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Controlling Commerce

Kanakalatha Mukund

By Pius Malekandathil
Primus Books, New Delhi, 2013, pp. viii 234, Rs. 850.00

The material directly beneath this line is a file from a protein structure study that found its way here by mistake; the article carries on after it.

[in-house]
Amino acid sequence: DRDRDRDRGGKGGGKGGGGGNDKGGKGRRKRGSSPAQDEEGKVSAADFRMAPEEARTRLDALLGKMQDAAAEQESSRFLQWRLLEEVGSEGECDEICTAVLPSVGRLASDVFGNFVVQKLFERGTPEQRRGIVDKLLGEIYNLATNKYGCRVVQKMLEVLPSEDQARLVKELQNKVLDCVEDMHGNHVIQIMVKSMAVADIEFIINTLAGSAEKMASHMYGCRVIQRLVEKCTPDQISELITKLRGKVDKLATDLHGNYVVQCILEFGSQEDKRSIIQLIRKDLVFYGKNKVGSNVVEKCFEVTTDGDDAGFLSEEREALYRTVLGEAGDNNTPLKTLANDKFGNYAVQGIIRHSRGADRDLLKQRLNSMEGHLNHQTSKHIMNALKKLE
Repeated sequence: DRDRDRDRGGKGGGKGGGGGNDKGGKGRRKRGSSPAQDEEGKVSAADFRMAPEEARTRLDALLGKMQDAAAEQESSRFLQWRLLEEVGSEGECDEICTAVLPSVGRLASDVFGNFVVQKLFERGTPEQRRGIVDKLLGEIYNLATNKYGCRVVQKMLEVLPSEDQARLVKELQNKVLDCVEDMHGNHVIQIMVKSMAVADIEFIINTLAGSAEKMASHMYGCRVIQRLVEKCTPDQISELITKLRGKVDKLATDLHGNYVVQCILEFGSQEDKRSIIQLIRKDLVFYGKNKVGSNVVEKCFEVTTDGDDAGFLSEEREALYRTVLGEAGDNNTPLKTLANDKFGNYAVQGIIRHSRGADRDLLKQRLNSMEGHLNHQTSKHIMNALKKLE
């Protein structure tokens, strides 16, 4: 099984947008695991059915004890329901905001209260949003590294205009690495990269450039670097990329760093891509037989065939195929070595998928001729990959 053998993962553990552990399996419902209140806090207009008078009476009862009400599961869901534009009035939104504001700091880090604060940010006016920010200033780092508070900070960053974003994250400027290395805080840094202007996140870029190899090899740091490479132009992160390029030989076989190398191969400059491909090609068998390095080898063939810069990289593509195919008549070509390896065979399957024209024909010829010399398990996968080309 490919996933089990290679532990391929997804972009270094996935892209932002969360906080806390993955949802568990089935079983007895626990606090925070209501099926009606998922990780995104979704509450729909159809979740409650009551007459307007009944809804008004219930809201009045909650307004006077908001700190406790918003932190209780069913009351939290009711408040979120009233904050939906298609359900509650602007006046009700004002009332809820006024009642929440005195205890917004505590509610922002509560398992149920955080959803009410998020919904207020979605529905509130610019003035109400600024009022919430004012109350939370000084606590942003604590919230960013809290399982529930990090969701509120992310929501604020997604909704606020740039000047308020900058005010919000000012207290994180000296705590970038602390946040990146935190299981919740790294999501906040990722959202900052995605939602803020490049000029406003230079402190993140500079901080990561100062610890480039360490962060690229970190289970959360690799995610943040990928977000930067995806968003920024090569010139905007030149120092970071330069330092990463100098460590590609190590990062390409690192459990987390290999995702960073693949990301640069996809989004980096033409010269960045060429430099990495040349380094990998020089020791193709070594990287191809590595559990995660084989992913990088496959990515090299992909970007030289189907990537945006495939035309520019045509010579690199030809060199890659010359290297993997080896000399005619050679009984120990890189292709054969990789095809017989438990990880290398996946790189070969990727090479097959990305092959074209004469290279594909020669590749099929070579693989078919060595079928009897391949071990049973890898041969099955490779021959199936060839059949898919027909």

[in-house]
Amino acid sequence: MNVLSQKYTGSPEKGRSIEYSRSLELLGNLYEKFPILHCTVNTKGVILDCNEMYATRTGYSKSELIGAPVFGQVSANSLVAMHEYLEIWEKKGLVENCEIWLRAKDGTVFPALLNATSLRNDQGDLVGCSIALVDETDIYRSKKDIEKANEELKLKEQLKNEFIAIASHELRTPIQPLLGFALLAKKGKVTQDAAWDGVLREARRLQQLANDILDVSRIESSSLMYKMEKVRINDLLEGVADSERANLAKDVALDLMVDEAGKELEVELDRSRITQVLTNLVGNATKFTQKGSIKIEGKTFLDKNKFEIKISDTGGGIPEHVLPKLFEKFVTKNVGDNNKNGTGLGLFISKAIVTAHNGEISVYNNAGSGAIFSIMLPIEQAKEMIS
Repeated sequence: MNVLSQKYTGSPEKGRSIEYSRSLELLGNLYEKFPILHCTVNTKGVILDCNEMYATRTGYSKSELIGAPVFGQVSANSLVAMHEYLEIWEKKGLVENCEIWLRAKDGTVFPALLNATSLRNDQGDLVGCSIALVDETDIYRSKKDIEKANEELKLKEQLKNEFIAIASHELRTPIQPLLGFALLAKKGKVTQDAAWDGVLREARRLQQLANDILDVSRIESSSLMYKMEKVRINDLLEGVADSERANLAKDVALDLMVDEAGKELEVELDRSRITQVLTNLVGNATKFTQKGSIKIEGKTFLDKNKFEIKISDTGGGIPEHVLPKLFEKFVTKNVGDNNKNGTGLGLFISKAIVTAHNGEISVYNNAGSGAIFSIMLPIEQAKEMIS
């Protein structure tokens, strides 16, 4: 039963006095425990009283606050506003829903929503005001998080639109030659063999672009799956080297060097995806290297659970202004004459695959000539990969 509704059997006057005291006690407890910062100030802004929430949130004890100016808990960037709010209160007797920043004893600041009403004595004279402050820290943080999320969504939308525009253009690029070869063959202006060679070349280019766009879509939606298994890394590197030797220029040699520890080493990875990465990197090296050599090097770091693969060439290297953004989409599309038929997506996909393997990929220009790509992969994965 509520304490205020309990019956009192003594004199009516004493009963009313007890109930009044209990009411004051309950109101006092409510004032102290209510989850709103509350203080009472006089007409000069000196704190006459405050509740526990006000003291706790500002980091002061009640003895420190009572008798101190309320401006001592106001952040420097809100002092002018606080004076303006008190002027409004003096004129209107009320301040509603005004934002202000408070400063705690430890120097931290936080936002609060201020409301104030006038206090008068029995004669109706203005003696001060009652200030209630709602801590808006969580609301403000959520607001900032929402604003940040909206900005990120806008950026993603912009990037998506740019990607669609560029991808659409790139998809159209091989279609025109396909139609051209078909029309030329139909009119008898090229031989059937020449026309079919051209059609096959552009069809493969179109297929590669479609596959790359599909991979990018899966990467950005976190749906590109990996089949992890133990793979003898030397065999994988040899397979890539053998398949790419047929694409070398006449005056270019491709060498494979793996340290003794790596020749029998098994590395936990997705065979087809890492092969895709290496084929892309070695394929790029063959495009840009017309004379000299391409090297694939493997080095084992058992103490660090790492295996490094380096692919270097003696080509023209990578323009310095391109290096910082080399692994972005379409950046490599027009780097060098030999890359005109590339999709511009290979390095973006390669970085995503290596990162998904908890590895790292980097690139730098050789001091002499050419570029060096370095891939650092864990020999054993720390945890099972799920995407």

Just when one thought that the theme of Europeans in India during Mughal rule had been nearly exhausted, Pius Malekanda-thil’s book came for review. The author, how-ever, seems to have produced new wine from an old bottle exploring various dimensions of Portuguese activities in India. The author’s main objective is to present an integrated history of the coast and the hinterland, of ‘maritime developments’ and ‘land-centric processes’ in the ten articles which are republished in this book. Basically, the main focus of the book is on these recurrent themes: Portuguese policy of enforcing cultural and religious homogeneity in Goa through various decrees; their attempts to control commerce, especially sea-borne traffic with Europe; the expansion of Portuguese private trade along the East coast of India; and, Portuguese interactions with local merchants.   In fact, the first article is the only one which deals explicitly with Portuguese interaction with the Mughals. Malekandathil presents his reassessment of the religious discussions initiated by Akbar with the Portuguese; in response to his invitation, Jesuit priests were sent to the Mughal court, piously hoping to convert Akbar to Christianity. While this initiative is generally attributed to Akbar’s secular and intellectual curiosity about other religions, the author points out that a new perspective emerges when one considers the larger political and economic factors at play. The growing levels of prosperity in the Mughal empire and the strong, state-supported expansion of manufacturing activities required a secure avenue for imports of consumer goods and exports of local textiles. The Portuguese, who controlled the West coast and the Bengal region, therefore needed to be kept on good terms to support these economic objectives. Added to this was the political compulsion of ensuring the smooth functioning of the ships carrying pilgrims for Haj. The Portuguese, for their part, needed markets to make their own shipping and trade profitable, and these economic realities offer a more plausible explanation for Akbar’s efforts to reach out to the Portuguese and the positive response of the latter. The second chapter examines the complex factors behind the conversion to Christianity of the Parava fishermen of the pearl fishery coast of Tamil Nadu in the sixteenth century. The conventional interpretation attributes this to the desire of the Portuguese to control pearl fishing on the one hand, and the promise of release from low-caste status to the fishermen on the other. Malekandathil goes beyond this ...

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